Steven A. Rosenberg, MD, PhD
Steven Rosenberg always knew that he wanted to become a physician scientist, and he quickly advanced to become the chief of surgery at the National Cancer Institute (NCI) at just 34 years of age.
Throughout his years at the NCI, he has pioneered cell transfer therapies in patients with a variety of widespread metastatic cancers and saved countless lives in the process.
Rosenberg credits his success in cancer therapies to the hard work and focus instilled in him at a very young age.
Rosenberg notes, “There are two properties that I think are associated with ability to succeed in science, and especially in the kind of translational science that I’m doing—trying to apply modern science to improve the care of cancer patients, which is what I’ve spent my entire career trying to do. You have to be passionate about what you do and you have to be highly focused in what you do.” He is certainly both of these things.
Rosenberg was introduced to the importance of hard work early on. As a young boy, his father owned a string of luncheonettes. Rosenberg wrote in his biographical work The Transformed Cel
l, “My parents’ influence on me was profound but subtle."
"No matter how early I got up in the morning, my father had already left for work. And my own experience in the luncheonette taught me an enormous amount about life, about how difficult it could be—not only my father’s but those of his more Runyonesque customers—and about how hard one must work to accomplish anything.”
From an early age, Rosenberg dreamed of becoming a doctor. He writes, “I recall my first ambition, aside from becoming a cowboy, was to become a doctor and a scientist.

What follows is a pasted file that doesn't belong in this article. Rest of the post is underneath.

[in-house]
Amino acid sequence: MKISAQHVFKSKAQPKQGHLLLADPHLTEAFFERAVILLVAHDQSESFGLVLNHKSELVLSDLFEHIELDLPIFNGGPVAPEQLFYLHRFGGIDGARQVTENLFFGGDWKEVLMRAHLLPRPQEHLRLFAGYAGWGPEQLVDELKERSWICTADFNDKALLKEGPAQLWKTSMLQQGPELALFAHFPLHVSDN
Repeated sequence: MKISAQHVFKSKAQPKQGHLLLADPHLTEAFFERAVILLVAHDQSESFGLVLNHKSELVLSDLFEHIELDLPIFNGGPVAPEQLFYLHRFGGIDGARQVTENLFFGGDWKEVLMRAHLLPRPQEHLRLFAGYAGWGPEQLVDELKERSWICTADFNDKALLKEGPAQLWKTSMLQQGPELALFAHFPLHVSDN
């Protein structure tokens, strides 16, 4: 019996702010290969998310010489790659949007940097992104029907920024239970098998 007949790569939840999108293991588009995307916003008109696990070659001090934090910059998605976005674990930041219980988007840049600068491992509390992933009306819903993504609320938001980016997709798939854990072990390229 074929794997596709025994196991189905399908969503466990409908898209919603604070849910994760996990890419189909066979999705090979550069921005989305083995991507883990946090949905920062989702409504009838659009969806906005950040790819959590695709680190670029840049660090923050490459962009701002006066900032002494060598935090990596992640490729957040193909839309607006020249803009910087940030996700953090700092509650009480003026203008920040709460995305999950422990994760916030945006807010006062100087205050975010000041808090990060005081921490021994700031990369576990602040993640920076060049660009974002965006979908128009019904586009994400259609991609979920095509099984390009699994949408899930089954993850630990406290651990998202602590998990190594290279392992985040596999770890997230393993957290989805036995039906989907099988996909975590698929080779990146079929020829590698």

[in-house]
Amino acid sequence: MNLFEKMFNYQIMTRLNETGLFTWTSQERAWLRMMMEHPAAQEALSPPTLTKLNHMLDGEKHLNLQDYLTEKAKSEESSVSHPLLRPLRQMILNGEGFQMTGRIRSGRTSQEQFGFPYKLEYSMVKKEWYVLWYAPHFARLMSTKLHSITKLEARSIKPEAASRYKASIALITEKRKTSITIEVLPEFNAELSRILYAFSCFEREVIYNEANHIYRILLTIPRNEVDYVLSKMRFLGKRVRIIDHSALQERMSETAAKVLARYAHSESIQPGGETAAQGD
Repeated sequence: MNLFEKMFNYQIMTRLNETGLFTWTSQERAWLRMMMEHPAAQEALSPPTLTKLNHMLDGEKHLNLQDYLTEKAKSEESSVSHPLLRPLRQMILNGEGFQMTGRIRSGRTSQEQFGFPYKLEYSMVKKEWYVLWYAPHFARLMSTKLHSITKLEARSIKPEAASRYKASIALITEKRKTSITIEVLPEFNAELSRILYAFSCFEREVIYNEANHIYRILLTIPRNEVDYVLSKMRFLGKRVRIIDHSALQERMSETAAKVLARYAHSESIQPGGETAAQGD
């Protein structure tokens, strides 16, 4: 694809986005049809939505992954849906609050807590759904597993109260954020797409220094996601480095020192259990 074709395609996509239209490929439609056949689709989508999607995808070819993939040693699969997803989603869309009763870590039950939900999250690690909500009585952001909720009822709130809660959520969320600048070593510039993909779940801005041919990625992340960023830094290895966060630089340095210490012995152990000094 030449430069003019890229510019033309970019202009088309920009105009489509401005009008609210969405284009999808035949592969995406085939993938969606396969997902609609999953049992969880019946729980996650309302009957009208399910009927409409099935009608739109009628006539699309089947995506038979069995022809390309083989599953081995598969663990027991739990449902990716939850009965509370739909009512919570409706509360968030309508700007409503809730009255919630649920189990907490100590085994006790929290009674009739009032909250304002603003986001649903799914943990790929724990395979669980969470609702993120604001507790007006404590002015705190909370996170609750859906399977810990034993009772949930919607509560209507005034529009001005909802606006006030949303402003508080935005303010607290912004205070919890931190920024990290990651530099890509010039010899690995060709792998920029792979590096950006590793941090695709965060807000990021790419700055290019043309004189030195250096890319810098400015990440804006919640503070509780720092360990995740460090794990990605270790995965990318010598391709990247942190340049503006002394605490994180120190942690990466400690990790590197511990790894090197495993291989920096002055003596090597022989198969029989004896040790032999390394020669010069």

They were heroes to me. I often cut out newspaper articles about the exploits of a scientist or a doctor, kept them in a scrapbook, and daydreamed about them.”
Rosenberg credits his older brother, who is a surgeon and scientist, with mentoring him when he was a young boy. “My brother…gave me books, usually about science. He was then studying medicine and was my role model. He believed that if he gave me enough stimulation, something would excite me, something would click. He was right,” Rosenberg recalled.
A Scientific Goal
Rosenberg excelled in academics throughout his early years. While still in high school, he laid out his plan to become a physician-scientist. Rosenberg attended a 6-year program from 1957 to 1964 at Johns Hopkins University, during which he earned both his bachelor’s degree and his MD, and completed a surgical internship at Peter Bent Brigham Hospital, which later became part of Brigham and Women’s Hospital.
However, he did not stop there. He still required training to become the scientist he dreamed about.
Rosenberg writes, “From my very first interest in medicine as a boy, I wanted to combine research and clinical work. I intended to master medicine and probe deeply into the nature of disease. The goal never varied.” To achieve this goal, Rosenberg worked on his PhD in biophysics after his medical training, from 1964 to 1968, at Harvard University.
Following his graduate research at Harvard, Rosenberg returned to Peter Bent Brigham Hospital as a surgical resident from 1968 to 1969.
However, he soon grew restless and took a leave of absence to return to Harvard to perform immunological research from 1969 to 1970.
Rise to Chief of Surgery
After a year at Harvard as a research fellow, Rosenberg left for his first position at the NCI as a clinical associate in the Immunology Branch.
He recalls that it was exciting to be with the NCI, where he was able to work with some of the most talented scientists in the country. However, he missed medicine and taking part in the clinical care of patients. To fulfill this desire, he completed a surgical residency at Peter Bent Brigham Hospital, during which he was able to continue performing his research.
After two years spent completing his surgical residency, Rosenberg turned down the offer of the chief of surgery position at the Dana-Farber Cancer Institute to return to the NCI. Rather, he decided to accept a position as the chief of surgery at the NCI in order to continue both his research and his patient care in a fast-paced, fostering environment.
Rosenberg writes of his decision that the “NCI had a mixture of laboratory and clinical resources that could not be duplicated anywhere else in the world.”